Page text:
Mild symptoms may include:
• A dull ache, burning, or heaviness in the legs. These symptoms may be more noticeable late in the day or after you have been sitting or standing for a long time.
• Mild swelling, usually involving the feet and ankles only.
• Itching skin over the varicose vein.
More severe symptoms or complications include:
• A buildup of fluid and swelling in the leg.
• Significant swelling and calf pain after sitting or standing for a long time.
• Skin color changes around the ankles and lower legs.
• Dry, stretched, swollen, itching, or scaling skin.
• Superficial thrombophlebitis, which is when a blood clot and inflammation develop in a small vein near the surface of the skin.
• Open sores (ulcerations).
• Bleeding and/or bruising after a minor injury.
The goals of varicose vein treatment are to reduce symptoms and prevent complications. For some, the goal may be improved appearance.
Home treatment — such as exercising and wearing compression stockings — is the first approach. If home treatment does not help, there are procedures or a surgery that can treat varicose veins. These include:
• Sclerotherapy. A chemical is injected into a varicose vein to damage and scar the inside lining of the vein, causing the vein to close. This usually works best for small veins.
• Laser treatment. Laser energy is used to scar and destroy varicose veins.
• Radiofrequency, or closure, treatment. Radiofrequency energy is used inside a vein to scar and close it off. It can be used to close off a large varicose vein in the leg.
• Phlebectomy. Several tiny cuts are made in the skin through which the varicosed vein is removed.
• Ligation and stripping. Incisions are made over the varicose veins, and the vein is tied off and removed.
ABOUT THE VEIN CENTER
Lawrence Vein Center is located in the Fourth Street Health Plaza building, at the northwest corner of Maine and Fourth streets.
To make an appointment or for more information, contact 856-8346 or lmh.org/veincenter.
Leslie Swearingen, 66, once hiked regularly but hasn’t gotten out much in recent years. Now, the Lawrence resident says she has a number of health problems and doctor’s orders to start exercising again.
“I was thinking I could walk on a trail, and the scenery would be so nice,” Swearingen says. “It wouldn’t be the same as just plodding along the sidewalk.”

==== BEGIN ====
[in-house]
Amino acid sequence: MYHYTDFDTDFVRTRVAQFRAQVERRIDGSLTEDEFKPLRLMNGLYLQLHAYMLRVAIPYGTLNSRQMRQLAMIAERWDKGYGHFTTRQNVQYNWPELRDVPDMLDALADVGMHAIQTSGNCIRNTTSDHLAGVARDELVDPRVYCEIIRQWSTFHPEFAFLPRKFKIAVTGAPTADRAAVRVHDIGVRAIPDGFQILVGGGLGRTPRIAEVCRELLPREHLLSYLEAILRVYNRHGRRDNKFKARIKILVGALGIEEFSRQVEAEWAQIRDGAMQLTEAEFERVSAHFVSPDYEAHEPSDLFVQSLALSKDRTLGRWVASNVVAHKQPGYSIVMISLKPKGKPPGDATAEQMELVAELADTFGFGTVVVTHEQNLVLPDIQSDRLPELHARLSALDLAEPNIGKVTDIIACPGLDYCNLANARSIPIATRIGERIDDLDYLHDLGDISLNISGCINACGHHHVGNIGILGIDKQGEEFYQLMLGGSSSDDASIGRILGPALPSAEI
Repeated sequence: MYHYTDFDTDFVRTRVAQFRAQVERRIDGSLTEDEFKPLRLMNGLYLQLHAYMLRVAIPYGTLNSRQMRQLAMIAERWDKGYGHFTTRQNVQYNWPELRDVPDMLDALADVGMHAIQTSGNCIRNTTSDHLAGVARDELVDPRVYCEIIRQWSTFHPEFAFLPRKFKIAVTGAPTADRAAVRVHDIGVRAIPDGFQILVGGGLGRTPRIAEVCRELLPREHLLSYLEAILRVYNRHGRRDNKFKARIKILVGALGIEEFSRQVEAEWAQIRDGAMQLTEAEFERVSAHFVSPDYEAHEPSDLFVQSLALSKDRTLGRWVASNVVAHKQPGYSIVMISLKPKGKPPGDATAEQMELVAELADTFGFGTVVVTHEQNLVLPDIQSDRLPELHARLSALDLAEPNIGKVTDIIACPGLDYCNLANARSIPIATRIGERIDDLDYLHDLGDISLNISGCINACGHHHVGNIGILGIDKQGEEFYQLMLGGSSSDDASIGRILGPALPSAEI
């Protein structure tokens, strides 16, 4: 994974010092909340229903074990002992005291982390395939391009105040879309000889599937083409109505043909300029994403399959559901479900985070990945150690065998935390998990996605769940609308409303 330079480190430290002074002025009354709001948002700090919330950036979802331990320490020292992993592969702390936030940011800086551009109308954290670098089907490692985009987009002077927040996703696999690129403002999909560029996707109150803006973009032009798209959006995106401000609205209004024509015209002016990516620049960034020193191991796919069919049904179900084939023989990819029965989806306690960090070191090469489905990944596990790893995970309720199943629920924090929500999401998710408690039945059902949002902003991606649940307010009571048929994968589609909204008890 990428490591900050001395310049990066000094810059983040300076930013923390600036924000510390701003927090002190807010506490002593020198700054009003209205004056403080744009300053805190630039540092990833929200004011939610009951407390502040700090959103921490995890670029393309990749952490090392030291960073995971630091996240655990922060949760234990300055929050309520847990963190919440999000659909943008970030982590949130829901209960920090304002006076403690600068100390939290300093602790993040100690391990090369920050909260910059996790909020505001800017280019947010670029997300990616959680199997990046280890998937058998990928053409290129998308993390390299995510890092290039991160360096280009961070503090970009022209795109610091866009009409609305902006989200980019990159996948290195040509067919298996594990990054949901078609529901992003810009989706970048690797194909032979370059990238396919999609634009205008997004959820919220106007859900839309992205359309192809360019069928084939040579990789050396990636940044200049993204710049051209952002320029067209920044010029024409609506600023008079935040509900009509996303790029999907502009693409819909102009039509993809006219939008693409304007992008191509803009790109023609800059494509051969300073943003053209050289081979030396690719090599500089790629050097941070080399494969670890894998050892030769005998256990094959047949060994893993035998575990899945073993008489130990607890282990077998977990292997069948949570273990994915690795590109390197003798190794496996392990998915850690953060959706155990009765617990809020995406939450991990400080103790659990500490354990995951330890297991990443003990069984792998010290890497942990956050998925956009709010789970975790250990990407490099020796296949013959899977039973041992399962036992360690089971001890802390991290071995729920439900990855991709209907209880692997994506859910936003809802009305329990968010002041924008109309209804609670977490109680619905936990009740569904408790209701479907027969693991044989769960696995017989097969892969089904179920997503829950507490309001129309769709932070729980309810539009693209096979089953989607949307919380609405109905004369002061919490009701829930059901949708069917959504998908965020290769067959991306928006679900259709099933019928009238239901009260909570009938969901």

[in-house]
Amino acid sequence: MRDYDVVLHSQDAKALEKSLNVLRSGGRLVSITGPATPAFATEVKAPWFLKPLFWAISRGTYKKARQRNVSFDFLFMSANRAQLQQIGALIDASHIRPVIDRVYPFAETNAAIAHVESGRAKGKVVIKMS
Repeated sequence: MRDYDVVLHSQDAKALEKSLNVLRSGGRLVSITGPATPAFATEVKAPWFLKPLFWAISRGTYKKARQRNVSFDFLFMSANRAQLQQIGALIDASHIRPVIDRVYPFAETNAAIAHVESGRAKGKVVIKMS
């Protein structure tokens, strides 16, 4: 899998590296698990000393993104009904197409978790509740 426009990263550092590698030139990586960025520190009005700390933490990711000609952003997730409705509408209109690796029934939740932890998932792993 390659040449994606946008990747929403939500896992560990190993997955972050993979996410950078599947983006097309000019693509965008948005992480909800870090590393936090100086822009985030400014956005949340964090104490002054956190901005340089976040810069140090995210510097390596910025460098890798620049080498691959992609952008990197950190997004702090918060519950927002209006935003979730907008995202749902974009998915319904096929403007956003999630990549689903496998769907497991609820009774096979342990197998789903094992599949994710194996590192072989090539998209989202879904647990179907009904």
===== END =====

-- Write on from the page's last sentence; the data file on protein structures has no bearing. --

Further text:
However, like many potential trail users tempted by spring weather and fresh air, Swearingen wonders, “How safe is it?”
Part of trail safety involves choosing the right path for your skill level and sureness of foot. Even though crimes are unusual — four have been reported in the past four years, police say — it’s important to follow personal safety guidelines, too.
Lawrence trail users range from strolling families to competitive athletes, and the city has routes to fit them all, says Mark Hecker, assistant director for Lawrence Parks and Recreation. He points out that in Lawrence, plenty of trails worth exploring are only minutes away.
“It’s not like you have to take a four-hour drive in the car to go walk around the woods,” he says. “You just pop over there in an evening and go take a walk.”
Here’s a look at some of the most popular trails for varying abilities.
The best easy trails — popular with senior citizens — are around Prairie Park Nature Center, 2730 Harper St., Hecker says.
Paved trails weave through woods and around Mary’s Lake, with loops ranging in distance from about a quarter-mile to 3 miles. They are fairly flat and easy to access from parking lots.
Lawrence Transit buses even stop at the nature center.
Lawrence Rotary Arboretum, 5100 W. 27th St., is home to a number of other easy, paved trails, including loops around the pond and softball complex.
The South Lawrence Trafficway trail is paved but long, Hecker says, making it popular for bicyclists or runners looking to cover more than a mile or two.
The east access point is at Hollywood Southwind Cinema 12, 3433 Iowa. The trail extends all the way to Interstate 70 at the northwest corner of town, but Hecker says few people travel that far. Patrons also can access the South Lawrence Trafficway trail at the arboretum.
The best are the Thomas-Hunter Walking Trails at Lawrence Nature Park, Hecker said, referencing paths at the 100-acre park on Folks Road, about a mile north of Sixth Street.
It’s an unpaved, natural trail yet well-defined — with lots of ups and downs but nowhere you’d have to clamber over a boulder.
Scenery includes limestone outcroppings and a variety of trees and native grasses.
Other popular unpaved trails include the Riverfront Park trail east of the Kansas River and the half-mile urban trail that runs between Burcham Park, 200 Ind., and Constant Park, 230 W. Sixth St.
When it comes to more difficult trails, perhaps no one knows them better than members of the Lawrence Trail Hawks.
When he’s training for a 100-mile race, Gary Henry, 55, a founding member of the off-road running club, might spend up to 24 hours a week cruising the dirt paths around the Kansas River and Clinton Lake.
The Kansas River trails, with a trailhead at Eighth and Oak streets in North Lawrence, are relatively smooth and flat, Henry says. However, for that reason they also attract a number of inexperienced mountain bikers — who have, on occasion, collided with groups of runners.